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Endtroducing...

Rate It! Avg: 5.0 (102 ratings)
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Endtroducing... album cover
01
Best Foot Forward
0:48
$0.49
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02
Building Steam With A Grain Of Salt
6:41
$0.79
$1.29
03
The Number Song
4:38
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04
Changeling
7:52
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05
What Does Your Soul Look Like (Part 4)
5:08
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06
Untitled
0:25
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07
Stem/Long Stem
9:22
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08
Mutual Slump
4:04
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09
Organ Donor
1:57
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10
Why Hip-Hop Sucks In '96
0:42
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11
Midnight In A Perfect World
5:03
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12
Napalm Brain/Scatter Brain
9:24
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13
What Does Your Soul Look Like
7:28
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Album Information
EXPLICIT // EDITOR'S PICK

Total Tracks: 13   Total Length: 63:32

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Wondering Sound

Review 0

11.16.10
Too accomplished to argue with
1996 | Label: Island Def Jam

It doesn't take long for Endtroducing to show its hand. It happens during the second track and first real piece of music. "Building Steam with a Grain of Salt," DJ Shadow titles the composition, and that tells you something straightaway — that he likes Charles Mingus, probably, but also that he considers himself an alchemist. Not simply in the sense that he sampled all his music (apart, on this album, from a few voices from… read more »

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A masterpiece

Jajajavi75

I keep searching for another album like it & I cannot. Some of these songs really set a mood, like a soundtrack. Your not gonna play this enitre album at a party, but if you want to sit & enjoy music this is an excellent choice to sit & listen to on a rainy day. It mixes so many genres I don't think it's possible to label it. Sample these songs: Building Steam With A Grain Of Salt Stem/Long Stem Midnight In A Perfect World If anyone finds anything else like this please share it...and The Private Press doesn't count :)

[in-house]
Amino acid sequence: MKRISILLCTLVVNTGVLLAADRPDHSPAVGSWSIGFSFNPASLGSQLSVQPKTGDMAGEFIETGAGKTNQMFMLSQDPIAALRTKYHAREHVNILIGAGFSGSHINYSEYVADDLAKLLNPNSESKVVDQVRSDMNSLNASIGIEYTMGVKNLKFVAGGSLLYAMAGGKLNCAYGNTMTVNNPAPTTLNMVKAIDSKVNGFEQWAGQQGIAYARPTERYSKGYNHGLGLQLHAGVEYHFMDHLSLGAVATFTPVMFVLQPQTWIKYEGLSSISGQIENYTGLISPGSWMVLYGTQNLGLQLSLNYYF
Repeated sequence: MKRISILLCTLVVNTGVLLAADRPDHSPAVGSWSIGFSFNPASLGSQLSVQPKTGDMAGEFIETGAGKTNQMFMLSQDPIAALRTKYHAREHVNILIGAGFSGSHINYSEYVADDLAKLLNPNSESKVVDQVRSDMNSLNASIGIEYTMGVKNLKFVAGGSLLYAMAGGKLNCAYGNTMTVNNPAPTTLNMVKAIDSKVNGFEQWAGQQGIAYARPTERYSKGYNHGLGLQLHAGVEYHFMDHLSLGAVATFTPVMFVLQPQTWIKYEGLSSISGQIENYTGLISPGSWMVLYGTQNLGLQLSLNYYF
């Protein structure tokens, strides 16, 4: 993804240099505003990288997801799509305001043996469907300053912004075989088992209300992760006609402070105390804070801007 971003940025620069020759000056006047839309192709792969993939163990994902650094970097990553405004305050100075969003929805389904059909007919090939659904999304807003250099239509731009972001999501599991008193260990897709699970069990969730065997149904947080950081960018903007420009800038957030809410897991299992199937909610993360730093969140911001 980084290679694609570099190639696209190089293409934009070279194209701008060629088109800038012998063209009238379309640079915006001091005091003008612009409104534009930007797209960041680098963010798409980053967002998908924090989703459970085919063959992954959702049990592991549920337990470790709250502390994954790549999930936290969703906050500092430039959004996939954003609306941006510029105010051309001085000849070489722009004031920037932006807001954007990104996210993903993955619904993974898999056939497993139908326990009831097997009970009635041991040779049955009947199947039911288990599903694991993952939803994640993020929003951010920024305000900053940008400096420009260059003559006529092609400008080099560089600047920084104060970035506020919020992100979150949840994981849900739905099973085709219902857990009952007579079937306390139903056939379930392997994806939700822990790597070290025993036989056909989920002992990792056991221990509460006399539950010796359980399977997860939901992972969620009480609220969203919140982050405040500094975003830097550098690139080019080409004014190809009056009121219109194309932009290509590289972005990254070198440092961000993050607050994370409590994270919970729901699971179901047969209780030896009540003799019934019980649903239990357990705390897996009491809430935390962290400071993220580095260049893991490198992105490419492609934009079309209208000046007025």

user avatar

Love it then, love it now

venessa44

Bought this album when it came out and it still sounds amazing.

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I forgot...

brownmuse

...how much I really enjoyed this CD. Thanks for making it available here.

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eMusic Features

0

Video Q&A: DJ Shadow

By Andrew Parks, Contributor

When DJ Shadow decided to call his long-awaited fourth album The Less You Know, the Better we understood where he was coming from — a place of frustration, likely sparked by the rampant idiocy of the Information Overload Age — but couldn't help thinking, 'You're kidding right?' After all, we're talking about one of underground hip-hop's living legends here; one of the few producers who's capable of constructing actual songs from a growing stack of… more »

0

Six Degrees of DJ Shadow’s Endtroducing

By Michelangelo Matos, Contributor

It used to be easier to pretend that an album was its own perfectly self-contained artifact. The great records certainly feel that way. But albums are more permeable than solid, their motivations, executions and inspirations informed by, and often stolen from, their peers and forbearers. It all sounds awfully formal, but it's not. It's the very nature of music — of art, even. The Six Degrees features examine the relationships between classic records and five… more »

They Say All Music Guide

As a suburban Californian kid, DJ Shadow tended to treat hip-hop as a musical innovation, not as an explicit social protest, which goes a long way toward explaining why his debut album Endtroducing… sounded like nothing else at the time of its release. Using hip-hop, not only its rhythms but its cut-and-paste techniques, as a foundation, Shadow created a deep, endlessly intriguing world on Endtroducing, one where there are no musical genres, only shifting sonic textures and styles. Shadow created the entire album from samples, almost all pulled from obscure, forgotten vinyl, and the effect is that of a hazy, half-familiar dream — parts of the record sound familiar, yet it’s clear that it only suggests music you’ve heard before, and that the multi-layered samples and genres create something new. And that’s one of the keys to the success of Endtroducing — it’s innovative, but it builds on a solid historical foundation, giving it a rich, multi-faceted sound. It’s not only a major breakthrough for hip-hop and electronica, but for pop music. – Stephen Thomas Erlewine

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